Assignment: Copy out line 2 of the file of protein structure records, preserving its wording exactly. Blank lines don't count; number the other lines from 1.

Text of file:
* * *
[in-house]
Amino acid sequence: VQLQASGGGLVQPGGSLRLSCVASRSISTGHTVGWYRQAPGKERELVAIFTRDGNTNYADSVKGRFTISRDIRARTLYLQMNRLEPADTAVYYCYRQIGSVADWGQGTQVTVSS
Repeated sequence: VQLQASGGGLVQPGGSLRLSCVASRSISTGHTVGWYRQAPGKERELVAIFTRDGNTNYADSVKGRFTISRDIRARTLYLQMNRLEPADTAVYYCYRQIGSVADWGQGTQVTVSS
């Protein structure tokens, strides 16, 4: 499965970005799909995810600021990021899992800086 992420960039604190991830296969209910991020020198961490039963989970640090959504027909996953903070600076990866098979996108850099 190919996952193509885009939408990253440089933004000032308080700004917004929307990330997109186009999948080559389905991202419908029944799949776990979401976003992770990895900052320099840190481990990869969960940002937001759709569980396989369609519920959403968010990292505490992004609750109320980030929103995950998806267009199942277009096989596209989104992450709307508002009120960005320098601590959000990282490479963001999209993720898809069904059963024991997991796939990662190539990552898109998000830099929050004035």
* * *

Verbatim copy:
Amino acid sequence: VQLQASGGGLVQPGGSLRLSCVASRSISTGHTVGWYRQAPGKERELVAIFTRDGNTNYADSVKGRFTISRDIRARTLYLQMNRLEPADTAVYYCYRQIGSVADWGQGTQVTVSS